said. Accurately diagnosing lameness in cattle on pasture is often a challenge,” Daly said. “Because an animal that’s limping is an animal in pain, we need to try to provide relief through appropriate treatment when possible. “Restraining an animal in a chute allows careful examination. Early cases of foot rot are obvious by the lesion between the toes. Such examinations are also beneficial because other causes of lameness such as sand cracks, toe abscesses, and penetrating foreign bodies

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can be detected.,” Daly said. “Proper and prompt diagnosis of foot rot provides the animal an excellent chance of recovery with antibiotic treatments,” Daly said. “Treating other causes of lameness with antibiotics is often unrewarding. Letting a foot rot case go untreated means prolonged pain for the animal and a greater chance of the infection settling in a joint and becoming chronic. “Contact your veterinarian for advice about how best to diagnose and treat foot rot.” Daly said.

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The Land & Livestock Post  November 2013— Issue 2

News

Production comes after restoration of rangeland By Kay LedBetter Texas A&M AgriLife Extension Service

VERNON — A healthy agroecosystem is critical to productive, stable rangeland. Land managers trying to restore an ecosystem and productivity must understand it requires a different process of allocating resources under differing situations, according to a Texas A&M AgriLife Research ecologist. Richard Teague, AgriLife Research rangeland ecology and management scientist in Vernon, is developing a database that can aid producers in calculating how different management techniques will provide the best and most sustainable resource and economic results. In his study, Teague is measuring and documenting the effects of different range management strategies on critical natural resources. To improve their situation, he said, landowners first must understand what is necessary to make changes. “We are studying how conservation award-winning ranch managers do it,” Teague said. “In the process, we are also finding that ranchers who have improved the condition of the range vegetation and soils have increased productivity and have been less impacted by the bad drought we are currently experiencing.” The Texas section of the Society for Range Management recently presented the conservation ranch award to a rancher

Texas A&M Research photo by Richard Teague

A healthy ecosystem is necessary for ranch productivity,according to RichardTeague, TexasA&MAgriLife Research rangeland ecology and management scientist inVernon. who uses a very simple fourpasture management strategy with a growing season rest every three to four years, Teague said. The rancher achieved good conservation, productivity and economic results despite the bad drought – an excellent example of successful use of planned, time-controlled graz-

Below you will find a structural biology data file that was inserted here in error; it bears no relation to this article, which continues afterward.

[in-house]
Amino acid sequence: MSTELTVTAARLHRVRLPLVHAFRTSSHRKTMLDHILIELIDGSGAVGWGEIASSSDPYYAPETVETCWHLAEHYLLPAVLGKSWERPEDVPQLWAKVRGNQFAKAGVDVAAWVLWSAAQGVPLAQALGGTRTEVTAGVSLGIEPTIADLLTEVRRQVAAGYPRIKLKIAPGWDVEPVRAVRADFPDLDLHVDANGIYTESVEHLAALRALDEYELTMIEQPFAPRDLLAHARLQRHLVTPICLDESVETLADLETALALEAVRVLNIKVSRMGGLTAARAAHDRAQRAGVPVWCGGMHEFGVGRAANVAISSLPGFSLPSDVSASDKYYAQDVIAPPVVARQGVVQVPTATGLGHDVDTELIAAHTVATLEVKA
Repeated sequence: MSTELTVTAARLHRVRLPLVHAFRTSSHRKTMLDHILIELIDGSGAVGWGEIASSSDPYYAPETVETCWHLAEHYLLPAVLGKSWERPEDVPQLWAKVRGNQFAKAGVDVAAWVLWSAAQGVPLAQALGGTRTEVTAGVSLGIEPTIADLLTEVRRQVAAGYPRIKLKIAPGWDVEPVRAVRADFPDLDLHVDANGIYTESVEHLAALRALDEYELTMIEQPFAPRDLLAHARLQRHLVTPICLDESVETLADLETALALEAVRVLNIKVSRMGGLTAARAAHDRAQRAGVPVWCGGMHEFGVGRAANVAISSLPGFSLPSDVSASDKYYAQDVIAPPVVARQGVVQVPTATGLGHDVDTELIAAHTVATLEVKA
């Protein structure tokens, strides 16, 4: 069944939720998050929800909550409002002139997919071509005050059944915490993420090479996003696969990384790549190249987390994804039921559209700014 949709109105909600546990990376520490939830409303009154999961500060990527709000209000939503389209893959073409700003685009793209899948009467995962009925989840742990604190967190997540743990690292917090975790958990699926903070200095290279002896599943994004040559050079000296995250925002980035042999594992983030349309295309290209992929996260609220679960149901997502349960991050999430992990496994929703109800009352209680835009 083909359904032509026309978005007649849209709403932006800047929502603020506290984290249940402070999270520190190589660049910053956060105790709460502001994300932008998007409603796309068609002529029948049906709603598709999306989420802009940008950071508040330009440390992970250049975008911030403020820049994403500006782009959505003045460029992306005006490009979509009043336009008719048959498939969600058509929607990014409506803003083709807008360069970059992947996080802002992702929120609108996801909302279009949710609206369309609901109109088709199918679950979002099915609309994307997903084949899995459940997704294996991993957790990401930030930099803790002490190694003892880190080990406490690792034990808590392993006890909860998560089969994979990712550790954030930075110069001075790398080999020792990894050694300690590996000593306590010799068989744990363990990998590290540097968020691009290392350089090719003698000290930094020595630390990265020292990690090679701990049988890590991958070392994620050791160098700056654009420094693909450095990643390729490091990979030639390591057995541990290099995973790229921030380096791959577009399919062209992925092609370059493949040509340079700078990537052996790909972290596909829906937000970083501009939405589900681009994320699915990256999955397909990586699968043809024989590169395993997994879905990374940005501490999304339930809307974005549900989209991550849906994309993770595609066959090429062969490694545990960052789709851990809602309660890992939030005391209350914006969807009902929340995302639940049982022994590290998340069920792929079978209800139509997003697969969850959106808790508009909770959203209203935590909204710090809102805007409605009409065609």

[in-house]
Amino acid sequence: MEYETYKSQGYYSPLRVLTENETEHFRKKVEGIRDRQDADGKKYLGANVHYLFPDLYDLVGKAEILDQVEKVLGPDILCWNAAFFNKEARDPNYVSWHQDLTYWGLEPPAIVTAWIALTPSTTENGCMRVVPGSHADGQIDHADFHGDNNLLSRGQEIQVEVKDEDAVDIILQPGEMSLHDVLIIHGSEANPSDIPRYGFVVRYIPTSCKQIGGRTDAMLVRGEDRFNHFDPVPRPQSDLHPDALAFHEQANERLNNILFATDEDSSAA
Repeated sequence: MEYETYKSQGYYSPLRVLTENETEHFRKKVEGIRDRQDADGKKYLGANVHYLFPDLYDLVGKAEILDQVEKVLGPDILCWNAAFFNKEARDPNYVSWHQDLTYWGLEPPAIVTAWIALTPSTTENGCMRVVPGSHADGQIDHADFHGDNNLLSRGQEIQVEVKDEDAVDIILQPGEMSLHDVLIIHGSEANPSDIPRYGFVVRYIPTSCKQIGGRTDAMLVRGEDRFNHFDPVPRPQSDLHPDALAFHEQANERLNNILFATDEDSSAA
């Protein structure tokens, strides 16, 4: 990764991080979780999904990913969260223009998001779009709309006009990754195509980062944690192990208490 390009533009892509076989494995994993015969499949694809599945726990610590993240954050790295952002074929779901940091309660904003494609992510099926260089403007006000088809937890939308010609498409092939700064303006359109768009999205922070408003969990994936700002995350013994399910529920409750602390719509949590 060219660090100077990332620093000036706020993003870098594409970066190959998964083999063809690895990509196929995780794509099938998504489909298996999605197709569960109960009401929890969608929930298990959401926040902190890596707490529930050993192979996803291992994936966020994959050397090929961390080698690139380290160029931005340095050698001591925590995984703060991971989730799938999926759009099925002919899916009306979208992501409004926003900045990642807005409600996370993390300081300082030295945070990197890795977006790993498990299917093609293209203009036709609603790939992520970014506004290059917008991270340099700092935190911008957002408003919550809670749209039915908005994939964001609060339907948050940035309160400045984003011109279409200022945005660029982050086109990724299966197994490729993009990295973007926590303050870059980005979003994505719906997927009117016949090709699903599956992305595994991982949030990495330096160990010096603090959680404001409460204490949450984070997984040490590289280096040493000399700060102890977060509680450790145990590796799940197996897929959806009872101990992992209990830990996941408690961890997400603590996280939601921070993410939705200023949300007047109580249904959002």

ing that every rancher would find very easy to manage. “If you look at successful managers, the leading people exceed the average by a margin and they do that by the way they allocate resources, use different techniques and adapt as things change,” Teague said. He said his studies, which are

on the landscape level instead of the small plot level, are taking place on ranches with similar vegetation — most east of Wichita Falls. Ranches in three contiguous counties with award-winning management were selected. The study is examining the impacts of changing key management elements and planning ahead to decrease the impact of different circumstances such as dry or wet seasons, wildfires and changing weather patterns. It is designed to answer questions such as: “How good is any management option ecologically, economically and socially?” and “Within what context is it most likely to be successful?” Teague said his study aims to determine what combination of management choices yields superior results. “We want to test the impact of different grazing management strategies at the scale of commercial ranches by studying impacts on neighboring ranch-

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es to check for consistency of response across multiple counties,” Teague said. He said superior results in terms of range improvement, productivity and profitability also have been regularly obtained by ranchers who use many more paddocks per herd with shorter periods of grazing and who are adaptively changing recovery periods and other management elements as conditions change. Teague said good managers are dealing with complexity and not being overwhelmed by it. “I’ve developed five different sets of decision rules that result in five different levels of management complexity. We are trying to find the minimum number of key decisions that will result in the most satisfactory resource and economic results. “We compare the results of these sets of decision rules with results achieved by ranch-